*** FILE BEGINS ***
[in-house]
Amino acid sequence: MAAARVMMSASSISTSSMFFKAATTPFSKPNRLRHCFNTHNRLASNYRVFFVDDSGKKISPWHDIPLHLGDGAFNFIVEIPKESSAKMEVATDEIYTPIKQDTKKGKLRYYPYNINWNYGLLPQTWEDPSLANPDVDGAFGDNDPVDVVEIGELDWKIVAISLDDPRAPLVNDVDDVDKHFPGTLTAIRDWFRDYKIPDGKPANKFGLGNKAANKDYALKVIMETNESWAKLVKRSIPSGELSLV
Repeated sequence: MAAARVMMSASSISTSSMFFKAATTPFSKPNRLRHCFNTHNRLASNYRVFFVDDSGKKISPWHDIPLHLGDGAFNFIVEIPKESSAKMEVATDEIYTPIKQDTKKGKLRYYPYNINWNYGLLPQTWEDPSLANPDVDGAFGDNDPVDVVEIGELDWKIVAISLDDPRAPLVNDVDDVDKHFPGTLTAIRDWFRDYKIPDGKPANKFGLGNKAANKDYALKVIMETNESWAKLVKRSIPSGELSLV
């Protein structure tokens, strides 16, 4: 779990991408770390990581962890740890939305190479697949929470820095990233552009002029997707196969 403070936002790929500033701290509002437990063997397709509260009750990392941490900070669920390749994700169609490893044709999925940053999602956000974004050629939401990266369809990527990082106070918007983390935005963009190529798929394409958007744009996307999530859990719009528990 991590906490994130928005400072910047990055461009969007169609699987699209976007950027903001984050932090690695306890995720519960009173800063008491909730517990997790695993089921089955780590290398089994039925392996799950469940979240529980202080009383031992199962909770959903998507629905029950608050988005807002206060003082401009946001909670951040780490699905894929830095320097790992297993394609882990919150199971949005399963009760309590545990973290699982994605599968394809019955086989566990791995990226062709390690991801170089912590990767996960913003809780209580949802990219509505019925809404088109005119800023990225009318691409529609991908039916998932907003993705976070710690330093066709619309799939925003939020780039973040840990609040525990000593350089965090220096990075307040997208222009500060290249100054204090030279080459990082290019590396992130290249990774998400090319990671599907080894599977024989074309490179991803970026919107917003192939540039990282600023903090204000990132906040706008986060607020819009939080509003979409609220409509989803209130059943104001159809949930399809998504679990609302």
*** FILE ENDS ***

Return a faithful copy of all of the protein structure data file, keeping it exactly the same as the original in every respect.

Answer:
[in-house]
Amino acid sequence: MAAARVMMSASSISTSSMFFKAATTPFSKPNRLRHCFNTHNRLASNYRVFFVDDSGKKISPWHDIPLHLGDGAFNFIVEIPKESSAKMEVATDEIYTPIKQDTKKGKLRYYPYNINWNYGLLPQTWEDPSLANPDVDGAFGDNDPVDVVEIGELDWKIVAISLDDPRAPLVNDVDDVDKHFPGTLTAIRDWFRDYKIPDGKPANKFGLGNKAANKDYALKVIMETNESWAKLVKRSIPSGELSLV
Repeated sequence: MAAARVMMSASSISTSSMFFKAATTPFSKPNRLRHCFNTHNRLASNYRVFFVDDSGKKISPWHDIPLHLGDGAFNFIVEIPKESSAKMEVATDEIYTPIKQDTKKGKLRYYPYNINWNYGLLPQTWEDPSLANPDVDGAFGDNDPVDVVEIGELDWKIVAISLDDPRAPLVNDVDDVDKHFPGTLTAIRDWFRDYKIPDGKPANKFGLGNKAANKDYALKVIMETNESWAKLVKRSIPSGELSLV
């Protein structure tokens, strides 16, 4: 779990991408770390990581962890740890939305190479697949929470820095990233552009002029997707196969 403070936002790929500033701290509002437990063997397709509260009750990392941490900070669920390749994700169609490893044709999925940053999602956000974004050629939401990266369809990527990082106070918007983390935005963009190529798929394409958007744009996307999530859990719009528990 991590906490994130928005400072910047990055461009969007169609699987699209976007950027903001984050932090690695306890995720519960009173800063008491909730517990997790695993089921089955780590290398089994039925392996799950469940979240529980202080009383031992199962909770959903998507629905029950608050988005807002206060003082401009946001909670951040780490699905894929830095320097790992297993394609882990919150199971949005399963009760309590545990973290699982994605599968394809019955086989566990791995990226062709390690991801170089912590990767996960913003809780209580949802990219509505019925809404088109005119800023990225009318691409529609991908039916998932907003993705976070710690330093066709619309799939925003939020780039973040840990609040525990000593350089965090220096990075307040997208222009500060290249100054204090030279080459990082290019590396992130290249990774998400090319990671599907080894599977024989074309490179991803970026919107917003192939540039990282600023903090204000990132906040706008986060607020819009939080509003979409609220409509989803209130059943104001159809949930399809998504679990609302």